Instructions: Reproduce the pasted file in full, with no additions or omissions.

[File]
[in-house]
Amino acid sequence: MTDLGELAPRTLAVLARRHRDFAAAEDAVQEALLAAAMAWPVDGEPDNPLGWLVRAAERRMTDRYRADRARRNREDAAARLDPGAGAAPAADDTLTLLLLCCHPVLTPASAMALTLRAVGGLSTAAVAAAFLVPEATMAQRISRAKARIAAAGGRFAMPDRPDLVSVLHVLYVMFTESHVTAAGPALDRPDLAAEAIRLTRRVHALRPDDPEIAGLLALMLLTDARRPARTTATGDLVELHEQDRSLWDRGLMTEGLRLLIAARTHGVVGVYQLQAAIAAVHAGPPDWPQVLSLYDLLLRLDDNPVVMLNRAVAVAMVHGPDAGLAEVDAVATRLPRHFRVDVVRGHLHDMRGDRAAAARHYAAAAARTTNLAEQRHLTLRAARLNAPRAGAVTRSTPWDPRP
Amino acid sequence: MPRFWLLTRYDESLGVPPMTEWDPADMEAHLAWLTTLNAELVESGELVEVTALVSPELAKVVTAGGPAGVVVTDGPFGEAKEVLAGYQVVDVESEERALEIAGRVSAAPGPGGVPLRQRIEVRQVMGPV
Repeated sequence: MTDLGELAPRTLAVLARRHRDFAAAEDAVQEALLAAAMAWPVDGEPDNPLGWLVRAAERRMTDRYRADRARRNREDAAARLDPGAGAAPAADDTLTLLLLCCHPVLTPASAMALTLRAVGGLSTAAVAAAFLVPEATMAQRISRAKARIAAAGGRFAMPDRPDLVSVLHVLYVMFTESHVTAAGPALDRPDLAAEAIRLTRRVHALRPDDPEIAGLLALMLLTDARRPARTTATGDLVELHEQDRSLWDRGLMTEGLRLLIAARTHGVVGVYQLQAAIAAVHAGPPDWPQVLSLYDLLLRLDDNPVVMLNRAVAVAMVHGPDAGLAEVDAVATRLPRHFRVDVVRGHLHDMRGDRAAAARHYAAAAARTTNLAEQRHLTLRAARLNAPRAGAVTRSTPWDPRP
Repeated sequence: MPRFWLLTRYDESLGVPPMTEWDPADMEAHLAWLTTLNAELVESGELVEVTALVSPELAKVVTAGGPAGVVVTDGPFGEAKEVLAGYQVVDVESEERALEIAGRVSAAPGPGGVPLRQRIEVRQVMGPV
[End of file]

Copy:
[in-house]
Amino acid sequence: MTDLGELAPRTLAVLARRHRDFAAAEDAVQEALLAAAMAWPVDGEPDNPLGWLVRAAERRMTDRYRADRARRNREDAAARLDPGAGAAPAADDTLTLLLLCCHPVLTPASAMALTLRAVGGLSTAAVAAAFLVPEATMAQRISRAKARIAAAGGRFAMPDRPDLVSVLHVLYVMFTESHVTAAGPALDRPDLAAEAIRLTRRVHALRPDDPEIAGLLALMLLTDARRPARTTATGDLVELHEQDRSLWDRGLMTEGLRLLIAARTHGVVGVYQLQAAIAAVHAGPPDWPQVLSLYDLLLRLDDNPVVMLNRAVAVAMVHGPDAGLAEVDAVATRLPRHFRVDVVRGHLHDMRGDRAAAARHYAAAAARTTNLAEQRHLTLRAARLNAPRAGAVTRSTPWDPRP
Amino acid sequence: MPRFWLLTRYDESLGVPPMTEWDPADMEAHLAWLTTLNAELVESGELVEVTALVSPELAKVVTAGGPAGVVVTDGPFGEAKEVLAGYQVVDVESEERALEIAGRVSAAPGPGGVPLRQRIEVRQVMGPV
Repeated sequence: MTDLGELAPRTLAVLARRHRDFAAAEDAVQEALLAAAMAWPVDGEPDNPLGWLVRAAERRMTDRYRADRARRNREDAAARLDPGAGAAPAADDTLTLLLLCCHPVLTPASAMALTLRAVGGLSTAAVAAAFLVPEATMAQRISRAKARIAAAGGRFAMPDRPDLVSVLHVLYVMFTESHVTAAGPALDRPDLAAEAIRLTRRVHALRPDDPEIAGLLALMLLTDARRPARTTATGDLVELHEQDRSLWDRGLMTEGLRLLIAARTHGVVGVYQLQAAIAAVHAGPPDWPQVLSLYDLLLRLDDNPVVMLNRAVAVAMVHGPDAGLAEVDAVATRLPRHFRVDVVRGHLHDMRGDRAAAARHYAAAAARTTNLAEQRHLTLRAARLNAPRAGAVTRSTPWDPRP
Repeated sequence: MPRFWLLTRYDESLGVPPMTEWDPADMEAHLAWLTTLNAELVESGELVEVTALVSPELAKVVTAGGPAGVVVTDGPFGEAKEVLAGYQVVDVESEERALEIAGRVSAAPGPGGVPLRQRIEVRQVMGPV